Raw Data has happily settled in as the reigning position of popular VR game in my office. Demolishing wave after wave of artificially intelligent androids is our preferred method of stress relief, even if one person has sworn off the game entirely after a drone-like robot latched onto his face, resulting in a Vive headset being thrown across the room. We all collectively agreed that Raw Data was the best VR experience out there… then Survious released a best test of its new player versus player mode, and blew all of us away.
Survious faced a rather huge challenge when transforming its immersive virtual reality shooter into a multi player environment. The original game was brilliantly crafted to allow players to remain mostly stationary within a small space, something perfectly suited for the current restraints of most VR setups. Lack of movement does not lend themselves well to a PVP environment, where running around, hiding from, avoiding, evading, and jumping on your enemy is not only important to survival, it’s half the fun.
Hostile Takeover, Raw Data’s PvP mode, has large maps with plenty of hiding spaces and multiple levels which players navigate using the circle pad on the left Vive wand. Acting as a D-pad, players ‘skate’ around the map, including climbing up stairs and jumping off platforms, in a motion that is smooth, but is a bit more prone to motion-sickness than the main game. While I was able to play a half a dozen rounds, this ‘skating’ movement caught up to me rather quickly, especially when I peered over an edge and into what appeared to be a misty, bottomless void. An accidental tap of the D-pad sent me falling into what turned out to actually be a bottomless void, one which I continued to fall through as the respawn counter ticked away, requiring me to close my eyes or feel my stomach turning flips as I fell through empty, misty space for thirty seconds.
Matches are quick and incredibly fun, with a swift matchmaker that has you lobbied up with your teammates almost as soon as you select ‘join match.’ The game plays out rather like capture the flag, with red versus blue teams which are randomly assigned. Pick your character, which also determines your weapon, and you spawn inside a room, closed in by colored barriers. Each spawn room has several exits, allowing you several routes into the map, and helping prevent the endless camping of the spawn point.
Once the match starts, the barrier dissolves and you’re free to roam and take out your opponents, collect valuable power ups, and complete the ultimate goal of finding a data point and securing it for your team. Securing data takes time, and all players on the map are notified once the process has begun, making this a high risk position to hold. Once a team successfully secures the data, that team officially wins the match, making it incredibly important to find and eliminate opponents and defend teammates who are undertaking this task. Fortunately, you are still able to move around and even fight while the data downloads, so you’re not entirely helpless.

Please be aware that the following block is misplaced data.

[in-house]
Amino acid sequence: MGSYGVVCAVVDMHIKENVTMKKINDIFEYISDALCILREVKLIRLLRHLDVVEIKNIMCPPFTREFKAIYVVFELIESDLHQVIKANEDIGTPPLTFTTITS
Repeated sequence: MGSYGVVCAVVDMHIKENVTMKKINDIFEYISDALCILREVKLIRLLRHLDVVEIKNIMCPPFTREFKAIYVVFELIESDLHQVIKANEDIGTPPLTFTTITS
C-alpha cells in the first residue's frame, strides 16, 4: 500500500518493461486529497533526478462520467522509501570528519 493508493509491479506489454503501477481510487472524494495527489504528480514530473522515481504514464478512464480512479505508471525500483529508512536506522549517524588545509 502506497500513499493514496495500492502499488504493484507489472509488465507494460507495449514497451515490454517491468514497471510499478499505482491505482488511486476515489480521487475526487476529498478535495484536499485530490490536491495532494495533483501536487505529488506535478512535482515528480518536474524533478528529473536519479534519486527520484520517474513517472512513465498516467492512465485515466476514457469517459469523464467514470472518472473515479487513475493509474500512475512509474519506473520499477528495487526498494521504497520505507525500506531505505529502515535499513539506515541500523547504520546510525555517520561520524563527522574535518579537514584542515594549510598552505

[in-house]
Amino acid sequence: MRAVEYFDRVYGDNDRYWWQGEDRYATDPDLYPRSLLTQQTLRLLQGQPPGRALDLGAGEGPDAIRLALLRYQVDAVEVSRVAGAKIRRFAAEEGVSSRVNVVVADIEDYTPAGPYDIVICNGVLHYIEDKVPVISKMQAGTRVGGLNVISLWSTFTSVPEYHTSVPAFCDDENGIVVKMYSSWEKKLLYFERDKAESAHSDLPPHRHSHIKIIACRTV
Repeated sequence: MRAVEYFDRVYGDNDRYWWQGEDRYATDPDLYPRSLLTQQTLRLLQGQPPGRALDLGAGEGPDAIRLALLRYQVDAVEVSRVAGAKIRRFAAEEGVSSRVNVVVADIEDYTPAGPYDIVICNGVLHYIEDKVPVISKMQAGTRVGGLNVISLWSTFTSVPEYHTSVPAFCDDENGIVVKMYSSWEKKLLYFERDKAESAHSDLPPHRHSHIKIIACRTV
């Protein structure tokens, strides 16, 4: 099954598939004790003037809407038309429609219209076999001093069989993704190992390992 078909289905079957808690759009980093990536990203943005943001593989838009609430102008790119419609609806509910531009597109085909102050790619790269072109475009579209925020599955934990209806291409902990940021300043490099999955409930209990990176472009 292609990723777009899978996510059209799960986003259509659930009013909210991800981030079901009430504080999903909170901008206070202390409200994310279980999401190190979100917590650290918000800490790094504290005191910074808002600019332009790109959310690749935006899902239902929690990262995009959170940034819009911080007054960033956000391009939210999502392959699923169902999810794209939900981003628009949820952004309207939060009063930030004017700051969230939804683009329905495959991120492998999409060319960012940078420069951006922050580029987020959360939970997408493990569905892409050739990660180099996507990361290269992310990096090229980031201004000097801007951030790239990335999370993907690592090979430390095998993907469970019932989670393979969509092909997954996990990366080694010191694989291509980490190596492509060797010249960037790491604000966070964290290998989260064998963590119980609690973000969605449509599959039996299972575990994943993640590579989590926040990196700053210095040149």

The maps are gorgeous, especially the new area featuring Eden Corp.’s Botanical Gardens. With pink trees, huge rock gardens, and blue skies, it’s unlike any other map in Raw Data, and a refreshing, if not distractingly beautiful setting. These settings are also home to valuable power ups which can give you a distinct advantage, if you are able to find and secure them. Just like in the original, you’ll still be using your whole body to duck away from enemies, swing your katana, reload your pistol or shotgun, or draw your bow, only now it will be that much more intense, as you’ll be playing with up to nine other people in real time.
While I only got a half a dozen games in, I already found myself memorizing the layouts of maps, picking out my preferred hiding spots, and figuring out the best way to coordinate with other players. I blinked in and out of games so quickly, moving from one match to the next, that I sometimes forgot which team I was on and opened fire on my teammates once or twice. Fortunately, friendly fire isn’t a thing in this mode, so I did little more than potentially give enemies an audio clue as to my location. I found myself eager for more time and a stomach made of sterner stuff, so that I could dive back into the world of Raw Data’s Hostile Takeover.
“Our players have been clamoring for PvP ever since Raw Data’s earliest demos,” Mike McTyre, Survios game design director, said in a statement. The Raw Data Rogue Update is now live, expanding the world to include a fifth playable character of the SyndiK8 team, Elder, the Rogue Hunter, the beautiful Eden Corp Botanical Gardens, as well as the intense Hostile Takeover PvP mode. With the franchise now including its own comic book, Promotion Material, Survios seems discontent with its already impressive accomplishment of being the first VR title to make $1 million, and continues to expand Raw Data, creating an experience which is ever expanding and immersive. You can learn more about Raw Data at the Steam store.